There's a blog post out there that's been circulating for a little bit longer than a year with a very similar title to this one that I don't really care for. It's not so much the rods or companies that are recognized, it's the article's questionable evaluation of them, including calling them "American Made." Since that post seems to have good SEO qualities, it never quite fades into oblivion, resurfacing on social media every few months.
Rearing its head yet again on the Appalachian Tenkara Anglers Facebook page last week, I decided to turn the tables and ask the group members what they think the five best tenkara rods are. You know, real feedback from real tenkara anglers. A few models (not exactly five) were mentioned, which I'll highlight below.
I would like to note that it appeared as if many people replied with a lean towards value or "beginner" rods. Not that there's anything wrong with that, just thought that context may be helpful.
Tenkara USA Rhodo & Sato
|Image Courtesy: Tenkara USA|
Multi-length zoom rods seem to be quite popular for their versatility. Many people commented not only on the utility of these brother & sister models (the Rhodo being the shorter of the two) but highly recommended purchasing a rod with good warranty service behind it.
Jeff noted: "I have had my TUSA Rhodo over 4 years now, almost always use it all the way out. Great customer service!"
Kyle added: "I'd most definitely get a warrantied rod with a good replacement part service. TUSA, Badger, Dragontail. All top notch prices with good company backing."
Oni Type III
|Image Courtesy: Three Rivers Tenkara|
A small stream legend, the Oni Type III packs premium performance into a camo-handled package. I hear you can't catch a brook trout and drink a beer at the same time without one.
Adam wrote: "The Oni Type III is basically the most amazing Tenkara rod in production for small to medium streams. I wish someone had told me to skip the bulls**t and the mediocre stuff and go straight to that rod early on."
JJ followed: "Oni III is an amazing rod for sunfish, I'll never use it for anything else."
Nissin Fine Mode Kosansui 270
|Image Courtesy: TenkaraBum|
Referenced as part of a great "kids starter kit," this capable rod is far from a toy. The short length of just under 9 feet fully extended also makes it extremely attractive for those who favor tight, bushy streams.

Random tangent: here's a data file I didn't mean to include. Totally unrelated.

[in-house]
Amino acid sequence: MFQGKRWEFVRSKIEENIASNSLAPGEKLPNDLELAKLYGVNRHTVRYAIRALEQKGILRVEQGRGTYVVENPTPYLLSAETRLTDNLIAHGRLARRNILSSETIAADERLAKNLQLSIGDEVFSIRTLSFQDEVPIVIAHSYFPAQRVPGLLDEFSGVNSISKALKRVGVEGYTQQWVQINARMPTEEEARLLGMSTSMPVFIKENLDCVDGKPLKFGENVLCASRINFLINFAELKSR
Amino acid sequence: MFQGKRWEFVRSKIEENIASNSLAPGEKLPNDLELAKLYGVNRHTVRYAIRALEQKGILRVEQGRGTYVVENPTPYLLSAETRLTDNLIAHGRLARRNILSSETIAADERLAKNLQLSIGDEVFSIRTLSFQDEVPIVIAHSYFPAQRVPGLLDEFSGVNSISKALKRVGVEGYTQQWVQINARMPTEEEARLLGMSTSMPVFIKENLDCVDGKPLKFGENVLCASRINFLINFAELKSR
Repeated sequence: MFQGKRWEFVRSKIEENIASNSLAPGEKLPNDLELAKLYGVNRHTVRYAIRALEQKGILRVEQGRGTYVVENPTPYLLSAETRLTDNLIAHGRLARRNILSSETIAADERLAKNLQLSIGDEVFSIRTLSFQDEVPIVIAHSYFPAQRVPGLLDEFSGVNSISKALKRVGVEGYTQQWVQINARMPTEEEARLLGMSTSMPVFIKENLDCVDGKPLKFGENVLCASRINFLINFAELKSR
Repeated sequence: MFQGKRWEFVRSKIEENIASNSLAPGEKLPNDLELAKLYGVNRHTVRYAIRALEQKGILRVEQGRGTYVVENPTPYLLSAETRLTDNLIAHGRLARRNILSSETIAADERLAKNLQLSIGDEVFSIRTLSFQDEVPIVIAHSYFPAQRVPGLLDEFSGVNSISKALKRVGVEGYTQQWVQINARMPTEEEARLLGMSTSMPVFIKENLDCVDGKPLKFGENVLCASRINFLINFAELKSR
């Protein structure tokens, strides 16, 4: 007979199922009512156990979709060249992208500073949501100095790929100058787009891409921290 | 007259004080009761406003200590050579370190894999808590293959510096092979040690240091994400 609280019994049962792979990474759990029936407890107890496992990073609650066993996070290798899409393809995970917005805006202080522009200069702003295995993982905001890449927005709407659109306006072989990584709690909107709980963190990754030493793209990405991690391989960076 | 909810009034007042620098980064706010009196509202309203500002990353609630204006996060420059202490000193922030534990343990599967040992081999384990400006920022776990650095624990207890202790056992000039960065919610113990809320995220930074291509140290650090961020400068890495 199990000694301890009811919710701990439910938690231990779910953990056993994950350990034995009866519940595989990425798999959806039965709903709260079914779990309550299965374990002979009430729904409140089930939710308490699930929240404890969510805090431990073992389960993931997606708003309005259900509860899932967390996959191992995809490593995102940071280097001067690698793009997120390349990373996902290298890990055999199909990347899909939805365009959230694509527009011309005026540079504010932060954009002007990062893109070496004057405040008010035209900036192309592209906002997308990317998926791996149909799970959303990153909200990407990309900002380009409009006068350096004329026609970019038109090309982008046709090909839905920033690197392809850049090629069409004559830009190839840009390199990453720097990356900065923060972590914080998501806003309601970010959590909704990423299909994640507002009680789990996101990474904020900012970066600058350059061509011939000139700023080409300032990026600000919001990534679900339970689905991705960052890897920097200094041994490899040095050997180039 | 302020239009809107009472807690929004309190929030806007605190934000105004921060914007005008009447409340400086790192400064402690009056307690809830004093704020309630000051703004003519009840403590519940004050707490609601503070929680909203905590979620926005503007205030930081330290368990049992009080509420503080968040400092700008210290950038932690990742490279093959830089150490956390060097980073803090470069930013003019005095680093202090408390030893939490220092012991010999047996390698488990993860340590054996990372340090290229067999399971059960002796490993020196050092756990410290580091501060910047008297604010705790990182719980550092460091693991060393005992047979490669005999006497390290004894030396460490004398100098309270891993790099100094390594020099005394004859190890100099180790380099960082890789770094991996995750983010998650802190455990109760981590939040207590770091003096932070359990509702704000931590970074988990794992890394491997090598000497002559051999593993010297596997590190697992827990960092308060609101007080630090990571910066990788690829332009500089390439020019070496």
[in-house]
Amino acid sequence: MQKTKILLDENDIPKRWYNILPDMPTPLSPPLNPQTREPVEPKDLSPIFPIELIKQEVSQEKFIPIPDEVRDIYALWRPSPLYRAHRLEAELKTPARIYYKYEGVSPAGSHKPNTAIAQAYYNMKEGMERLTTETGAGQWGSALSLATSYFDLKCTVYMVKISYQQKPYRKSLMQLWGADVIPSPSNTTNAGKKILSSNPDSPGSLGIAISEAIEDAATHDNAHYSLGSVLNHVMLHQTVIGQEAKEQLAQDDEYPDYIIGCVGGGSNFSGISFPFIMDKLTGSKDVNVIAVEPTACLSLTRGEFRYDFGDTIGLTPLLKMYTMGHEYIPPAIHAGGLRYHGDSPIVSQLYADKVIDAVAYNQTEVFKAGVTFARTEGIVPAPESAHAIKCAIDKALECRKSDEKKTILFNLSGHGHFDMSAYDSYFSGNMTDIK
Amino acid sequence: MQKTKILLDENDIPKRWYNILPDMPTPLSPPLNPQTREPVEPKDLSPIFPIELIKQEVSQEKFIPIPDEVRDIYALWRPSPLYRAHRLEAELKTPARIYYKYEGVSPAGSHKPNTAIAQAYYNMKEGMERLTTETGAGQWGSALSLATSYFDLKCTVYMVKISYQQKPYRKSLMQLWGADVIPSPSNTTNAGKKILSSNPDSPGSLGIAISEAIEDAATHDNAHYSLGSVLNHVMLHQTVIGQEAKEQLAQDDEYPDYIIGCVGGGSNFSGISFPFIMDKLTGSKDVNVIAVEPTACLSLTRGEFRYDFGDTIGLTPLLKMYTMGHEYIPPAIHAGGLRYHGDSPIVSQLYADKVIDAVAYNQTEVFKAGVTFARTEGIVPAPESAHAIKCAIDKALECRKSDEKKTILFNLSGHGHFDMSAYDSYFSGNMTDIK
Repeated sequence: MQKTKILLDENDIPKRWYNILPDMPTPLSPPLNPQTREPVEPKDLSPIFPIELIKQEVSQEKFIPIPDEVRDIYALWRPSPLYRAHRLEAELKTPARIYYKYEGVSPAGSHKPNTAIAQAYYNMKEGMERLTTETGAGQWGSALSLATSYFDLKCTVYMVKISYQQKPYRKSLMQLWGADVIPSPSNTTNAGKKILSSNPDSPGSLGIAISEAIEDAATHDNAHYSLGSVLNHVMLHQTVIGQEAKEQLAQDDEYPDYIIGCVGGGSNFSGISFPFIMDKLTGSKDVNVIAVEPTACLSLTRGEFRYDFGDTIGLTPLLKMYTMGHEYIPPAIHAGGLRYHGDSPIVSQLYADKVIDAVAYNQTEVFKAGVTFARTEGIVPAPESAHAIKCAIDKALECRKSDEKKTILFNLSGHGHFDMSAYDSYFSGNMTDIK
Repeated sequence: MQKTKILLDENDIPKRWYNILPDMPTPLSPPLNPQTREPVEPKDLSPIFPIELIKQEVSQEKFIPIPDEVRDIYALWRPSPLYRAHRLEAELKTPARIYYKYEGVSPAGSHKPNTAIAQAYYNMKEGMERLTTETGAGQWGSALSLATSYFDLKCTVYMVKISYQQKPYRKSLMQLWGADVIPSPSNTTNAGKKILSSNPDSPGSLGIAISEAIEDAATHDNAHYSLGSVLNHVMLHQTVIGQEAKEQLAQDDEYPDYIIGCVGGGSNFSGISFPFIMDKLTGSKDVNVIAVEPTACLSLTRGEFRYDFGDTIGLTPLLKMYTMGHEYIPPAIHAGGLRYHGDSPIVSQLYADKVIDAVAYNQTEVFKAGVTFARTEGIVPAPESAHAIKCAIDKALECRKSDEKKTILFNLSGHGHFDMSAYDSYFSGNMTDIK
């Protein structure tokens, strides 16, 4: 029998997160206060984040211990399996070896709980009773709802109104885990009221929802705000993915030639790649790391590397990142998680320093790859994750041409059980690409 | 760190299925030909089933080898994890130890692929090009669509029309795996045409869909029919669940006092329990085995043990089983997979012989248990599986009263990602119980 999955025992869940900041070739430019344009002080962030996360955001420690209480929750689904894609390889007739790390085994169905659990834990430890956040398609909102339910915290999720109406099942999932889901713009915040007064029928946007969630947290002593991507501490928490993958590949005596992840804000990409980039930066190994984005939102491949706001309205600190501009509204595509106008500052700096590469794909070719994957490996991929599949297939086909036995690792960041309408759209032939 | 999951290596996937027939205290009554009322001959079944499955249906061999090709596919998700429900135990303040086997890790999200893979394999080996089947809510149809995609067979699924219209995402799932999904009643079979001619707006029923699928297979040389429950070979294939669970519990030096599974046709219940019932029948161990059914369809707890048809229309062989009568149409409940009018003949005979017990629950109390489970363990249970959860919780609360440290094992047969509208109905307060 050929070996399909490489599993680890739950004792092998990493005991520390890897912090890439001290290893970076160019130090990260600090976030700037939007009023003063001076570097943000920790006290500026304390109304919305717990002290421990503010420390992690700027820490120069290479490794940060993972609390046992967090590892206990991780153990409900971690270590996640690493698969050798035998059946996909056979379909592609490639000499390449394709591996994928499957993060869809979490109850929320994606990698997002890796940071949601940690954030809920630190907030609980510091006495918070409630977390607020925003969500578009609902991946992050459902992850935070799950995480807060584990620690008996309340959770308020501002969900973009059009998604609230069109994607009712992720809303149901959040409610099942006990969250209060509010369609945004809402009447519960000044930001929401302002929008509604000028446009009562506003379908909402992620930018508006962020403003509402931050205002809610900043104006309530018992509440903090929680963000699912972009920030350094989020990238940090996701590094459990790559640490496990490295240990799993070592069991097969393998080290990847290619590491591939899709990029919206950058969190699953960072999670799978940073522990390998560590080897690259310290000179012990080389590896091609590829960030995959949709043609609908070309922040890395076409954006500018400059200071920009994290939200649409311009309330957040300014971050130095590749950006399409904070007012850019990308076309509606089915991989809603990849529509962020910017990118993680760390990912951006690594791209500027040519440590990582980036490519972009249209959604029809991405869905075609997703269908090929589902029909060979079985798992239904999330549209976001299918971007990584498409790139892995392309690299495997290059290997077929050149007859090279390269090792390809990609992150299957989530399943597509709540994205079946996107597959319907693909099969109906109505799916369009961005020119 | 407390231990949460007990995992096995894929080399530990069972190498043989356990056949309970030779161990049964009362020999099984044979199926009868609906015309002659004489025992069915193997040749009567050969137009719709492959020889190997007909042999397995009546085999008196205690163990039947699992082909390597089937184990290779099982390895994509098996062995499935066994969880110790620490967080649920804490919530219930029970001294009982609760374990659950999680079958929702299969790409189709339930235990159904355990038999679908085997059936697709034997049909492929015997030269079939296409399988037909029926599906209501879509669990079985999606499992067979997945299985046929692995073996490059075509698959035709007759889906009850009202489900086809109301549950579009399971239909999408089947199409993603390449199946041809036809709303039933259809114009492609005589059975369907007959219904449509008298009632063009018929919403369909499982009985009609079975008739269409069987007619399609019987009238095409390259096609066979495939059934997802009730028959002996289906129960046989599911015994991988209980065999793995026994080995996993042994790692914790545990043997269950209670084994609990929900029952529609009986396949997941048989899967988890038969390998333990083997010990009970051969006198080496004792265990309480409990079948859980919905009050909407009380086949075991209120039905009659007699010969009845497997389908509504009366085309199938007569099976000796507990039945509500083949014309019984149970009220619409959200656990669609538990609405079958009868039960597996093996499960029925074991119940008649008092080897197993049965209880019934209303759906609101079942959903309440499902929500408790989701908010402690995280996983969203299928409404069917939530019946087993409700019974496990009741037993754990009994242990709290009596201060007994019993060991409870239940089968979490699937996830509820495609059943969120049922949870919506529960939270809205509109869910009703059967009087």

Bruce said: "I picked up a "kids starter kit" for my daughter two years ago and she hasn't looked back since! The Nissin Fine Mode Kosansui 270 that was included with her kit is simply an awesome rod. It's a slightly heavier penny rating than I usually prefer, but the slightly thicker tip section, shorter length and ULTRA LIGHTWEIGHT really shine brightly in a rod that's so inexpensive"
Patrick added: "I have a Nissin Pro Spec360 7:3 and a Nissin Fine Mode 270. They cover 90% of the fishing I do."
|Badger UNC | Image Courtesy: BadgerTenkara|
A few additional rods were recognized in the Facebook post, however without much color as to their merits, so it's hard to single them out like the others. They were the Shimano Keiryu Tenkara ZL, Nissin Pro Spec360 7:3, Badger UNC, and Badger Bad Axe. We'll call those honorable mentions worth researching yourself.
Actually, I'd be remiss if I didn't note that as a retailer, TenkaraBum was referred to several times as an excellent resource of quality tenkara rods.
Erik offered: "If you want a good rod, contact Chris Stewart (TenkaraBum). He can sell you many varieties of rods that will all be good."
In the end, while the models listed above may or may not actually be the best tenkara rods, at least I'm confident that when somebody reads this synopsis (and hopefully chooses to do further research) they won't be steered in a totally wrong direction.
Have a favorite tenkara rod not mentioned? Feel free to list it in the comments below. Give a good enough reason, and maybe I'll add it to the article. For those interested in my personal choices in rods, check out THIS post from last summer.